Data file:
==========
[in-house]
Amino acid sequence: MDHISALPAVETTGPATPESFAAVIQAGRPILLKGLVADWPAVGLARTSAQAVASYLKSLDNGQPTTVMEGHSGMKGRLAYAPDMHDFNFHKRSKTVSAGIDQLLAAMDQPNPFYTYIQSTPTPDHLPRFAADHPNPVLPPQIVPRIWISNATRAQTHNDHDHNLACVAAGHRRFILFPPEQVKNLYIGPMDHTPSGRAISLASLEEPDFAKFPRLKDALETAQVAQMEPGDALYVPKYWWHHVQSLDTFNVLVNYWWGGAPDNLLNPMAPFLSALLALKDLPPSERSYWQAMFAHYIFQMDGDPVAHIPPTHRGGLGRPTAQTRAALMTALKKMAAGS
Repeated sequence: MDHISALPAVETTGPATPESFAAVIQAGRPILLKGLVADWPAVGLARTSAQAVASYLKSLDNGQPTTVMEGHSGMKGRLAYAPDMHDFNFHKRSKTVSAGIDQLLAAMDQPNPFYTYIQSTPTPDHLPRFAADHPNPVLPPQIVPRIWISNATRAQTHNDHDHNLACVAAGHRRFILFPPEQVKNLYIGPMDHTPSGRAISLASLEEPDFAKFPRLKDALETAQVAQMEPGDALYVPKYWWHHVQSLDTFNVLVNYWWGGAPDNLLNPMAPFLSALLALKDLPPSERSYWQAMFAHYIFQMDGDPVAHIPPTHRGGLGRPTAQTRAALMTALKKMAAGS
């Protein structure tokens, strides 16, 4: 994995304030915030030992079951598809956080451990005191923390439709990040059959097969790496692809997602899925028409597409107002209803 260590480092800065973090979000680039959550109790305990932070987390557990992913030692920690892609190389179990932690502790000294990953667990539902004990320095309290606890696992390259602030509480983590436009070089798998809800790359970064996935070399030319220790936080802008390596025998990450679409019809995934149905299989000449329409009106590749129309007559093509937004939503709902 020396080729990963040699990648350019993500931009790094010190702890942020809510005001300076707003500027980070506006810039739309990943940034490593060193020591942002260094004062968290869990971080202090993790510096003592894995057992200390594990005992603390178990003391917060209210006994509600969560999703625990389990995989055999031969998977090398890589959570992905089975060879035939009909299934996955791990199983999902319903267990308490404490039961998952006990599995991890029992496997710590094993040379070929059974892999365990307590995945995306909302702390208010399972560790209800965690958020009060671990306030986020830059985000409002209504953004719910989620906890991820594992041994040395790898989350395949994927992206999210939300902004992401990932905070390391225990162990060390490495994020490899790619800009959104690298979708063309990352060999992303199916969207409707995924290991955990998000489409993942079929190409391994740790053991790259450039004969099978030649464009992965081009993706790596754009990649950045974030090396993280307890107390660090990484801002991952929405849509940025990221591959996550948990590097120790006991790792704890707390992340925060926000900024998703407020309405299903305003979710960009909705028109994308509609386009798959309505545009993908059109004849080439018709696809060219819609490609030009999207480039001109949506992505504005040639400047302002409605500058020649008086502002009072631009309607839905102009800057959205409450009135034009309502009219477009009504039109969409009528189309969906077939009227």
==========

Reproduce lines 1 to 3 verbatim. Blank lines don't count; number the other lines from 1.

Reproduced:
[in-house]
Amino acid sequence: MDHISALPAVETTGPATPESFAAVIQAGRPILLKGLVADWPAVGLARTSAQAVASYLKSLDNGQPTTVMEGHSGMKGRLAYAPDMHDFNFHKRSKTVSAGIDQLLAAMDQPNPFYTYIQSTPTPDHLPRFAADHPNPVLPPQIVPRIWISNATRAQTHNDHDHNLACVAAGHRRFILFPPEQVKNLYIGPMDHTPSGRAISLASLEEPDFAKFPRLKDALETAQVAQMEPGDALYVPKYWWHHVQSLDTFNVLVNYWWGGAPDNLLNPMAPFLSALLALKDLPPSERSYWQAMFAHYIFQMDGDPVAHIPPTHRGGLGRPTAQTRAALMTALKKMAAGS
Repeated sequence: MDHISALPAVETTGPATPESFAAVIQAGRPILLKGLVADWPAVGLARTSAQAVASYLKSLDNGQPTTVMEGHSGMKGRLAYAPDMHDFNFHKRSKTVSAGIDQLLAAMDQPNPFYTYIQSTPTPDHLPRFAADHPNPVLPPQIVPRIWISNATRAQTHNDHDHNLACVAAGHRRFILFPPEQVKNLYIGPMDHTPSGRAISLASLEEPDFAKFPRLKDALETAQVAQMEPGDALYVPKYWWHHVQSLDTFNVLVNYWWGGAPDNLLNPMAPFLSALLALKDLPPSERSYWQAMFAHYIFQMDGDPVAHIPPTHRGGLGRPTAQTRAALMTALKKMAAGS